“At four seconds until midnight we begin to burn coal,” he said. “It will all be gone in four seconds. Do you understand where we are in ecological time? This is a statement about carbon and getting ourselves off of carbon.”

Ferrell said he ranches right alongside the wind turbines. A bit later in his presentation he showed a video of cows grazing under the turbines. He said the actual land taken out of production with each turbine was about one acre.

Right now, Lyon County is a good place for wind development because of the availability of transmission lines, Ferrell said.

“If big lines go into Western Kansas that’s where it’s going to happen,” he said.

Ferrell didn’t deny that construction on Elk River was messy. It was a wet winter in 2005 when construction was taking place.

“The good news is six months and it was over,” he said.

Like the other speakers, Ferrell addressed landowners. He stressed the importance of having an attorney help with negotiations.

“If you’re a Farm Bureau member you already have access to an attorney who understands (wind energy),” he said.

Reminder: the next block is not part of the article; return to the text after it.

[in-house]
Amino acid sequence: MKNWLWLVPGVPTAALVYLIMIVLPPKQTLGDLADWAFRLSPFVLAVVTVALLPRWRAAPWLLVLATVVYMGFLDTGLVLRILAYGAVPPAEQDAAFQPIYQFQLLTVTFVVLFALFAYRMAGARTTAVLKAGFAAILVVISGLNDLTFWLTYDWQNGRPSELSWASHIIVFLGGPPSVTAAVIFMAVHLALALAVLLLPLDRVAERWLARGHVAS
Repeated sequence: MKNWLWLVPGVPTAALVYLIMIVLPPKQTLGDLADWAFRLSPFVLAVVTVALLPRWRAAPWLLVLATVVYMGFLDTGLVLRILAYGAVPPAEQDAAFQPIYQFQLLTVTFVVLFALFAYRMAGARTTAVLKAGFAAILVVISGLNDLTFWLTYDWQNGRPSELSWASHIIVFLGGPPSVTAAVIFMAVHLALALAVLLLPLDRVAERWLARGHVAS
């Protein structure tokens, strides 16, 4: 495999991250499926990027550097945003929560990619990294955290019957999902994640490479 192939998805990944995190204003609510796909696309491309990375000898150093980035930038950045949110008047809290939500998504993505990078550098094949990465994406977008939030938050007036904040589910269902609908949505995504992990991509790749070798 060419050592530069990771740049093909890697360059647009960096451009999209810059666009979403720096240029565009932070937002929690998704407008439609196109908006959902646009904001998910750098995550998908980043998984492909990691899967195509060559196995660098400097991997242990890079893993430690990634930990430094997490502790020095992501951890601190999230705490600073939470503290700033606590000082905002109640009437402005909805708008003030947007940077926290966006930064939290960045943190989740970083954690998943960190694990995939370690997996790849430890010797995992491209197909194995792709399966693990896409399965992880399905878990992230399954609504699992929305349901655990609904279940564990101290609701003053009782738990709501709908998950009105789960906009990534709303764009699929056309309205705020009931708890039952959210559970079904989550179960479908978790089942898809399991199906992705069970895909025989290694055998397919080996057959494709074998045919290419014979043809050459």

Landowners need to stand together when considering wind development on their property.

“If you want this, you have to be careful and you have to stand together,” he said. “If you think big oil was ugly, wait until big wind shows up.”

By Brandy Nance

The Emporia Gazette

2 April 2008

This article is the work of the source indicated. Any opinions expressed in it are not necessarily those of National Wind Watch.

The copyright of this article resides with the author or publisher indicated. As part of its noncommercial educational effort to present the environmental, social, scientific, and economic issues of large-scale wind power development to a global audience seeking such information, National Wind Watch endeavors to observe “fair use” as provided for in section 107 of U.S. Copyright Law and similar “fair dealing” provisions of the copyright laws of other nations. Send requests to excerpt, general inquiries, and comments via e-mail.